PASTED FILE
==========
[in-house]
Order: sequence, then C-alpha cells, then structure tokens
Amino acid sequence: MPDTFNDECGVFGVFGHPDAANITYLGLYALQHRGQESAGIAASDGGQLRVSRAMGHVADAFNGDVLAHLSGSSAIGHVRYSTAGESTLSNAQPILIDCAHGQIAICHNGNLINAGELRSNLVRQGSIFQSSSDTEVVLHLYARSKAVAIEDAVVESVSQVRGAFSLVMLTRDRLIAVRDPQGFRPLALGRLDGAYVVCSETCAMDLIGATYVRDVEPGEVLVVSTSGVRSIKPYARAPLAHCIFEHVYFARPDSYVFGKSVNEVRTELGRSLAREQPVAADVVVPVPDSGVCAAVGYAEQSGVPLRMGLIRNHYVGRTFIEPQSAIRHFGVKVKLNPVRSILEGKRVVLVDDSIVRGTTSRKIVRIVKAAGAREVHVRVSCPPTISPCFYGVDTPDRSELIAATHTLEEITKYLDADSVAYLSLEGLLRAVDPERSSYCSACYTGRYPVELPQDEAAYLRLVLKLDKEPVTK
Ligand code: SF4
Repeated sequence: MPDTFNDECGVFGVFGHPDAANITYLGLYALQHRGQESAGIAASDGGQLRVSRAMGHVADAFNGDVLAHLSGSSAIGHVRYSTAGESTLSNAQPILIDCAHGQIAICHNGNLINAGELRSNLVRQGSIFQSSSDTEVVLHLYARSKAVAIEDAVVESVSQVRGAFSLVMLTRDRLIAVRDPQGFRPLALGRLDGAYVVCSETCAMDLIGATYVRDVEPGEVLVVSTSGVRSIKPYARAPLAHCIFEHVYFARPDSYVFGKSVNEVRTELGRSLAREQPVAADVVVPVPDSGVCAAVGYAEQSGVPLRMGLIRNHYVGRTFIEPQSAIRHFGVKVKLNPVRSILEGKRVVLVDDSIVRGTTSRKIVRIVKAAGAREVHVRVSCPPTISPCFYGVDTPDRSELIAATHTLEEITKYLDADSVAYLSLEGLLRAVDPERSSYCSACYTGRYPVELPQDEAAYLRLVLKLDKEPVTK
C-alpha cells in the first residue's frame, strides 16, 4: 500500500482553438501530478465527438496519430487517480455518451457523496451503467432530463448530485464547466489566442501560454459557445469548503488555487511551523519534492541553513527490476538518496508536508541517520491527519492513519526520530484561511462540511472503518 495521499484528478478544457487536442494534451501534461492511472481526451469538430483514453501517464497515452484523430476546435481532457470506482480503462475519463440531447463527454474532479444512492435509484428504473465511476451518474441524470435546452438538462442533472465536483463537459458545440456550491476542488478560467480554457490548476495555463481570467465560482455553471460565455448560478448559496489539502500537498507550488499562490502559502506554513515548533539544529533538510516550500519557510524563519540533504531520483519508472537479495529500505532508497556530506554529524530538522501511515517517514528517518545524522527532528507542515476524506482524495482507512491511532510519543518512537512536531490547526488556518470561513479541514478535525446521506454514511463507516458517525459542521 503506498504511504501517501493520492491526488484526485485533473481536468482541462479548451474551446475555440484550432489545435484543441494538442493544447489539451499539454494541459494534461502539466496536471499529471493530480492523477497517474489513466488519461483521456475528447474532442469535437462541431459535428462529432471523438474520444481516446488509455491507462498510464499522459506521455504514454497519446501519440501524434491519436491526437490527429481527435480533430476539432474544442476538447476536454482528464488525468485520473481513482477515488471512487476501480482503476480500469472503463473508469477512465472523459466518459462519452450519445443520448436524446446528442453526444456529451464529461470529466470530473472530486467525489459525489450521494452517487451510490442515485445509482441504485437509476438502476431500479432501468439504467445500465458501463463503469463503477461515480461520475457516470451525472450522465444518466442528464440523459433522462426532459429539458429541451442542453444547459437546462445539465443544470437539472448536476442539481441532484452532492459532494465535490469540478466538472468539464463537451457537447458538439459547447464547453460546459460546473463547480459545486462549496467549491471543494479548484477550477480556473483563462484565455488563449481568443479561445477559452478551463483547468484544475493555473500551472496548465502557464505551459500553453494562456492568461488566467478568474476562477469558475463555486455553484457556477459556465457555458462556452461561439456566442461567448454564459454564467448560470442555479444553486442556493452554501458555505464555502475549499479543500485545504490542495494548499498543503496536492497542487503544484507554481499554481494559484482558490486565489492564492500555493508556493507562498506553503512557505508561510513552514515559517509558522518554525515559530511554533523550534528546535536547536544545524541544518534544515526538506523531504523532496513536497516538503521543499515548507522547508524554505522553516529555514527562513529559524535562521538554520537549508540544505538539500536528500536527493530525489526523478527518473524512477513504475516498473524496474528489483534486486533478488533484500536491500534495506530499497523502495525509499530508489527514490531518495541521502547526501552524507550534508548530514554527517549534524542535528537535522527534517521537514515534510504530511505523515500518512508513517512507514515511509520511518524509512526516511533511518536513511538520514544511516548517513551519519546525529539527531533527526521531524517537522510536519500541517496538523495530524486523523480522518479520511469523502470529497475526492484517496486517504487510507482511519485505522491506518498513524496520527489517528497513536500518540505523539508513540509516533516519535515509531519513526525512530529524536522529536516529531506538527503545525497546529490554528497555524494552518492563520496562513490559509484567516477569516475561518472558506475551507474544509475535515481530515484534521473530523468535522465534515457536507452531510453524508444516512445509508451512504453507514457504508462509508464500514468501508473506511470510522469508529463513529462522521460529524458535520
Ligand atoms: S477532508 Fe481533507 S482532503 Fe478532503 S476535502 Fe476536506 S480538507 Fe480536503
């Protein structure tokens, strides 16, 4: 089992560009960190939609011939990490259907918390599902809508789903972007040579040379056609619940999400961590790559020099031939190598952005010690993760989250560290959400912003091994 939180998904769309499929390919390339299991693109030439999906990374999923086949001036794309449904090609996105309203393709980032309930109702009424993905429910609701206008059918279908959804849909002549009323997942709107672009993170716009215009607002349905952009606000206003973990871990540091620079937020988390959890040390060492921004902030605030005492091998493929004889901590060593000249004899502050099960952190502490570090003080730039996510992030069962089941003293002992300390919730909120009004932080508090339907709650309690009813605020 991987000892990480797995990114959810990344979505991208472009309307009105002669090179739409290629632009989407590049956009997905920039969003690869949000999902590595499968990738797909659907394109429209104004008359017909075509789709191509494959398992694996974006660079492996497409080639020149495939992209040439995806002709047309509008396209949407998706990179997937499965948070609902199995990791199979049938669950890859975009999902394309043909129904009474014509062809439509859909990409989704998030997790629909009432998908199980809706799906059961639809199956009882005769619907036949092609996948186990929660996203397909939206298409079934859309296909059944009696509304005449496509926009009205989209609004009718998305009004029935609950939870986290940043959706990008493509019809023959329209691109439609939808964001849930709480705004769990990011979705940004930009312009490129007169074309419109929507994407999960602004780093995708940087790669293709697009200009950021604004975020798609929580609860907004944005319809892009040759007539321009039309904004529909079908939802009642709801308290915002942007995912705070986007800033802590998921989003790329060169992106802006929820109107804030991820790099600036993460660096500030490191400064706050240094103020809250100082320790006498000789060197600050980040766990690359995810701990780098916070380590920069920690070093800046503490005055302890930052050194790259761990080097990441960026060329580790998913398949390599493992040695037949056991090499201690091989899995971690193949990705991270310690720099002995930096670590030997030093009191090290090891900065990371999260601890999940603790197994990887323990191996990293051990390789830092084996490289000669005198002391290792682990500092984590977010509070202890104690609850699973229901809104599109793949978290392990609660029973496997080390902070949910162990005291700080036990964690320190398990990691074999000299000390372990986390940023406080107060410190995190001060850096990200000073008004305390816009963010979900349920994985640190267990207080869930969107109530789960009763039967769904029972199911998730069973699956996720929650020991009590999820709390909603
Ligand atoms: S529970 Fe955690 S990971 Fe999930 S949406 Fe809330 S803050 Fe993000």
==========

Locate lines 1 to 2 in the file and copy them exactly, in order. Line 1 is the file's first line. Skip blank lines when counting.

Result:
[in-house]
Order: sequence, then C-alpha cells, then structure tokens